Five things you should know about attending professional conferences — observations about the SPJ & RTDNA conference

Attending professional conferences can be very helpful for cultivating contacts and learning the latest on trends in the field. For graduate students, attending professional conferences can be especially important, as the students will be on the job market upon graduation and those professional conferences can be an opportunity to network.

Ashley Carnifax, a doctoral student at the University of Florida, attended  “Excellence in Journalism 2011,” a conference co-sponsored by the Society of Professional Journalists and the Radio Television Digital News Association. Ashley received a scholarship to be part of The Working Press, a group of graduate students who covered the convention.

I asked Ashley to share observations about attending the convention. Although her experience is with attending a convention of professional journalists and journalism educators, her insights also apply to other professional conferences.

by Ashley Carnifax

Tip #1 – Professional conferences are great places to network and get yourself recognized.

Hundreds of media professionals attend the Society of Professional Journalists conference each year, and, now that SPJ has partnered with RTDNA, there are even more opportunities to branch out and meet people who may become your future boss.

Never underestimate the impression you are capable of making. Even if it means holding the elevator door for someone or striking up a conversation in the line for Starbucks, people will remember who you are. This industry is much smaller than you might think, and word about you will travel fast. Use this opportunity to make a positive first impression.

Tip #2 – Take the time to attend as many conference sessions as possible – You will learn so many new things.

Over the course of five days, the SPJ/RTDNA conference had more workshops and panels than I could ever manage to attend. Sometimes two really interesting-sounding sessions are going on at the same time, and you’ll have to make the tough decision — whether you want to go to “Creating Multiplatform Stories” or “How to Turn Your Website Into a Mobile App.” (Yes, those were real sessions at the conference.) The key is to see as much as you can while still remembering to eat and sleep.

Tip # 3 – Even though attending conferences can be expensive, there are LOTS of scholarship opportunities.

Each year, SPJ offers several scholarships for students wanting to attend the conference. The application deadline for the Terry Harper Memorial Scholarships is June 11, 2012. They are specifically used for allowing journalism students to attend the conference. Another option is The Working Press, which gets its own number:

Tip #4 – Don’t be afraid to sign up to work the conference if given the chance.

Sure, attending the conference is useful and a great place to meet people, but it is also a great place to get some real journalism experience. Each year, SPJ selects a dozen or so college journalists – reporters, editors, photographers and designers – to produce a daily newspaper for conference attendees. I was selected for to work the conference in New Orleans, and it was a whirlwind experience.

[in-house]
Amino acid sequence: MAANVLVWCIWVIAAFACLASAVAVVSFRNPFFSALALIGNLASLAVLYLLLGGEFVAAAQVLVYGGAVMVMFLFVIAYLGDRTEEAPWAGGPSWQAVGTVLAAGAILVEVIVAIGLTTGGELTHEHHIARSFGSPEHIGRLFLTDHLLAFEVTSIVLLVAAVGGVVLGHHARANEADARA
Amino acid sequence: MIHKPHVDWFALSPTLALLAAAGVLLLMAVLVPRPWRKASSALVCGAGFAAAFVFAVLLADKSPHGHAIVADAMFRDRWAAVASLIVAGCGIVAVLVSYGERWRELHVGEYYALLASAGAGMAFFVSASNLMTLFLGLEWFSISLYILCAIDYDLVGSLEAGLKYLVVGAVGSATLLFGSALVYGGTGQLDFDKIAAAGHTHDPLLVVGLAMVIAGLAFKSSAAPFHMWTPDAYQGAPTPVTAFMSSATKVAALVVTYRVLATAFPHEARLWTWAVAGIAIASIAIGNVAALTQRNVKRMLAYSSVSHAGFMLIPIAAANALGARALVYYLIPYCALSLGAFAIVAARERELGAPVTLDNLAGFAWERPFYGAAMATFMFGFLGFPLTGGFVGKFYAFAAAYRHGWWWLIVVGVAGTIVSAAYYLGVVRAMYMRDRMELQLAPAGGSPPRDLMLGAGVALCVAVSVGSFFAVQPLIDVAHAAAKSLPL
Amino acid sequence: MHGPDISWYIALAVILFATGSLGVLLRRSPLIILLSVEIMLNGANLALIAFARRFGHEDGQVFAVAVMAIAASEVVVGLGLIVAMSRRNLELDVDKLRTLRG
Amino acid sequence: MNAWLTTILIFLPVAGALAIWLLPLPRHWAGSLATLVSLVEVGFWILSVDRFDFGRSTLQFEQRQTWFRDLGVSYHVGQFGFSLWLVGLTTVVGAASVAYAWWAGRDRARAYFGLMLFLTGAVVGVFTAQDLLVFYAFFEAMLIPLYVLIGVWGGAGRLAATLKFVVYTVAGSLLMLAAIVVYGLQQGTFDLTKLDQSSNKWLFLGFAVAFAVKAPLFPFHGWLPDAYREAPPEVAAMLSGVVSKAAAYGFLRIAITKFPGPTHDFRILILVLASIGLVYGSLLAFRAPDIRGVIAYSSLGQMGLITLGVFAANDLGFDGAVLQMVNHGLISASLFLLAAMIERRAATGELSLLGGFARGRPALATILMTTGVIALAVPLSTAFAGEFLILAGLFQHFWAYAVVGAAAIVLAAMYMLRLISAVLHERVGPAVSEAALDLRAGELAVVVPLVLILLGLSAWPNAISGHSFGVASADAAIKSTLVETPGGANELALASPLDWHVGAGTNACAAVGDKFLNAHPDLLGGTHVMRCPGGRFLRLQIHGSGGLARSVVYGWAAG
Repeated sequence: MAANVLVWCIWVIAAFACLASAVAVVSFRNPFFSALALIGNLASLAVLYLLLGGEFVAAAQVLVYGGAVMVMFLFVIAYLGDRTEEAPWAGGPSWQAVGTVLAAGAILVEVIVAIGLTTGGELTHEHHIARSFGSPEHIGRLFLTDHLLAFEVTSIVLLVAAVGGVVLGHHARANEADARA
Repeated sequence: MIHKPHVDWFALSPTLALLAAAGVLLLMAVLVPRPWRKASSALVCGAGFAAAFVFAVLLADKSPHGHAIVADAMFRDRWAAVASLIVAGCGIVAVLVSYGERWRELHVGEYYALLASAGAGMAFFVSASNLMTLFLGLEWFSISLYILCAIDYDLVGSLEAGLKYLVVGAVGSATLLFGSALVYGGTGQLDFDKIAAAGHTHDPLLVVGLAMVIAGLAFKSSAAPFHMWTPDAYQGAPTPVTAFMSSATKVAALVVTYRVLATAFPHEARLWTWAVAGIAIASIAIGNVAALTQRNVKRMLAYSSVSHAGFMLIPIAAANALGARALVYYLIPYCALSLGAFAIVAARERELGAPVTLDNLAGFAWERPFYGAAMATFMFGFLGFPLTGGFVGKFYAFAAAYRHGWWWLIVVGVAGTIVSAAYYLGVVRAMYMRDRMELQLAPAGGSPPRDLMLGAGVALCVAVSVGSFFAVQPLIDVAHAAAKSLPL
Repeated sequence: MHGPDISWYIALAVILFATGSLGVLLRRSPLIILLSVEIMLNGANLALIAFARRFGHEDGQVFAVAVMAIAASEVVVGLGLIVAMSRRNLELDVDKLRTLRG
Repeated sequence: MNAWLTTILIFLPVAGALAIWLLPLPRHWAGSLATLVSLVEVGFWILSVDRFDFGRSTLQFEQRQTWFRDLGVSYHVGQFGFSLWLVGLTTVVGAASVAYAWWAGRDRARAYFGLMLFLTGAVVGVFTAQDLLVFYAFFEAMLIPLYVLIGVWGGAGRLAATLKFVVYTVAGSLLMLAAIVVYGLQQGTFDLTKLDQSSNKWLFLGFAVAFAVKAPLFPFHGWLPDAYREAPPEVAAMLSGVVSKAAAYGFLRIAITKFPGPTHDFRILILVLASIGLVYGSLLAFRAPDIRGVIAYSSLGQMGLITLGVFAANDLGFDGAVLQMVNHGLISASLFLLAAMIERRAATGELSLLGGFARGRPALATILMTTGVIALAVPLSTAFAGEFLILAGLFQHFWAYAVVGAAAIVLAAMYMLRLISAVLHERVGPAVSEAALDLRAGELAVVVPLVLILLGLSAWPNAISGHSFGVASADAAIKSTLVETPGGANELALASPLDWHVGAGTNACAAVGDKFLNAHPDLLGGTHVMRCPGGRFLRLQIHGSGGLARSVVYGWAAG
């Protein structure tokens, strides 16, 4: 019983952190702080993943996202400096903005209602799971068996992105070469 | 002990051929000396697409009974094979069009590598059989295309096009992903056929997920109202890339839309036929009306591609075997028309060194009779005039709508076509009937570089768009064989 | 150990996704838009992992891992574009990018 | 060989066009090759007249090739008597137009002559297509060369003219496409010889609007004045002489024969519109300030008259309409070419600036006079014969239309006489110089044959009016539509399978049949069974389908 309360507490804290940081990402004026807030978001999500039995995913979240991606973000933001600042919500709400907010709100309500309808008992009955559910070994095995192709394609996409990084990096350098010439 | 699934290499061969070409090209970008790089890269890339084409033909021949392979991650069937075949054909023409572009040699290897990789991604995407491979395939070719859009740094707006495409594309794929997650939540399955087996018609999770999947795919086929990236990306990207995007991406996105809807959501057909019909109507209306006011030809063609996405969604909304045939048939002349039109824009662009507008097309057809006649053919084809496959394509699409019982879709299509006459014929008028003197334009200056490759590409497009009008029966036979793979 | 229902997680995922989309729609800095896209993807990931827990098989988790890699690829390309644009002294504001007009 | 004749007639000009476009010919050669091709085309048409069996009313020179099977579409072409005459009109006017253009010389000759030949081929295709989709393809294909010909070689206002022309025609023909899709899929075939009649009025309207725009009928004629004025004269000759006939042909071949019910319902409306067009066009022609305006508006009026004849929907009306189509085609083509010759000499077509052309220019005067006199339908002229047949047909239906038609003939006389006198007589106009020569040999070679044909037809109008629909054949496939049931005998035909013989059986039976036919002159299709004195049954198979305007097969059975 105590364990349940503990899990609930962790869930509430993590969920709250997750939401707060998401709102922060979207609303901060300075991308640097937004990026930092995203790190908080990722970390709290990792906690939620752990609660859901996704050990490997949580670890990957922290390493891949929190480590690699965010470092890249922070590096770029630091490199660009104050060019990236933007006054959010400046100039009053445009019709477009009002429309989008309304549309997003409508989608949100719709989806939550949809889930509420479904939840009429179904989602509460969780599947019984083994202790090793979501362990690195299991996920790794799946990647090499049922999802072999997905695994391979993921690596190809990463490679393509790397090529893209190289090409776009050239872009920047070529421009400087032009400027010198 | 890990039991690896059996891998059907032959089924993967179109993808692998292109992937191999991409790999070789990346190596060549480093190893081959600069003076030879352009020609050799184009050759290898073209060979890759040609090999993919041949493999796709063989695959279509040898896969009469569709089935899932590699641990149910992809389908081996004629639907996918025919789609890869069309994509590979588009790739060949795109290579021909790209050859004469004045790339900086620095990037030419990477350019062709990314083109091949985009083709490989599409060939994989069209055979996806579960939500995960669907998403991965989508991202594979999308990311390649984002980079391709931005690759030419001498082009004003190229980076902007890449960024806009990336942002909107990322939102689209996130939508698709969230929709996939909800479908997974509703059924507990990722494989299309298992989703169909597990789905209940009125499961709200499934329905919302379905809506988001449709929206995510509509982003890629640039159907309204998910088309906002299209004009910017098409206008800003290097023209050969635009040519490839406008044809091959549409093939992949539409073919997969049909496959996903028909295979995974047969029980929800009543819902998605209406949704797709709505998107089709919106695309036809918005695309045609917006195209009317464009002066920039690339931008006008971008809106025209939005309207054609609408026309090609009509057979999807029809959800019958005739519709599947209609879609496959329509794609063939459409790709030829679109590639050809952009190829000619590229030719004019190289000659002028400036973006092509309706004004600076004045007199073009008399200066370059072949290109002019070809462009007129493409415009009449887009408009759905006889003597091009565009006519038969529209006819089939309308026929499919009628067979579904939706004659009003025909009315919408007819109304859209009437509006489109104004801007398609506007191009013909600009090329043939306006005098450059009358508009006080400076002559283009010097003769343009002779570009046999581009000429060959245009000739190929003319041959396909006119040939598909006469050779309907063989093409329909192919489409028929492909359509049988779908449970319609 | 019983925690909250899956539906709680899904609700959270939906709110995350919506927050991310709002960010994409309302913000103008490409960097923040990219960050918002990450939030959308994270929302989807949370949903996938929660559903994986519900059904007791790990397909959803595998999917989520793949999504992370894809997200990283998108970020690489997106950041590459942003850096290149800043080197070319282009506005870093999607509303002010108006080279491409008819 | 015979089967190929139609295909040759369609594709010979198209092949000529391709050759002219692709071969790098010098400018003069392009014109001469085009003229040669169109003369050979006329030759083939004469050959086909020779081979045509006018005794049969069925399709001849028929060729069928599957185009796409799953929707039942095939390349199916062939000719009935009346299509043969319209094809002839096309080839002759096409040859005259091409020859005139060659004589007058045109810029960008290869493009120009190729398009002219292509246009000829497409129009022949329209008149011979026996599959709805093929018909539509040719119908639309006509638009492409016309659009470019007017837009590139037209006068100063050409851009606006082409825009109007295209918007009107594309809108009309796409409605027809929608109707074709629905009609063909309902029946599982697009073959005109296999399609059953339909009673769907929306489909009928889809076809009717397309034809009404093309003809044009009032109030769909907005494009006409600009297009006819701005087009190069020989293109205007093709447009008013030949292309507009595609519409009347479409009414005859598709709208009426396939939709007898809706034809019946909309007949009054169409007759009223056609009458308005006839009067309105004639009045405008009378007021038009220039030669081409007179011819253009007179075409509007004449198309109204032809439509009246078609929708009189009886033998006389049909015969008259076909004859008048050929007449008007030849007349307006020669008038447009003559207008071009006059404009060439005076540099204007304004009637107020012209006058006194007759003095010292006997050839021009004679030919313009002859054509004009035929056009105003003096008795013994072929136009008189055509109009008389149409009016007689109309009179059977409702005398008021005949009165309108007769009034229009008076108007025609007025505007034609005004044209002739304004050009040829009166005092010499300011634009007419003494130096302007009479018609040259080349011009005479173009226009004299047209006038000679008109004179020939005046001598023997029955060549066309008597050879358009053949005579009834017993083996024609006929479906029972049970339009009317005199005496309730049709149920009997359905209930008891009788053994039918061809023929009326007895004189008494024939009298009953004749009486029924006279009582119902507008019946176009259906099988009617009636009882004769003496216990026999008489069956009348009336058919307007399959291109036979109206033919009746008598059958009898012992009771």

We basically had fewer than 12 hours between when we arrived in New Orleans and when we were expected to start working on the paper, so there wasn’t much time to get to know one another. I had to interview the SPJ President by phone before I even got on my plane to New Orleans. It was a lot of work, but I was able to get a lot of experience working on deadline in a real news environment. I did three or four stories a day while I was there, which was completely new to me. If you’re interested in seeing the work we did, there is an online version of our stories at this link.

Tip #5 – Have fun, but remember where you are.

I completely understand wanting to explore the city and enjoy yourself while you are at the conference. In fact, I would recommend taking an evening or two after the sessions are over to do just that.

What is important to remember, though, is Tip #1: This is your chance to make a good first impression.

I’ll give you a little anecdote from my trip. Surrounding my hotel room were rooms packed full of other college students. I’m not sure how it happened, but the four girls in the room next to my room knew the four guys staying across from me, and I would hear them running back and forth to talk to each other throughout the conference. On my last night in New Orleans, I suspect many of them were enjoying the famous nightlife in the city because when they came back they were essentially falling over and shouting at a volume that was unacceptable for 3 a.m.

It ended up not being that big of a deal because they were next door to me, and I stuck my head out of the door, laughed and went back to sleep. But what if they had been staying next to the editor of a major newspaper? The situation could have been detrimental to them finding jobs. So keep that in mind. Have fun, but be smart.

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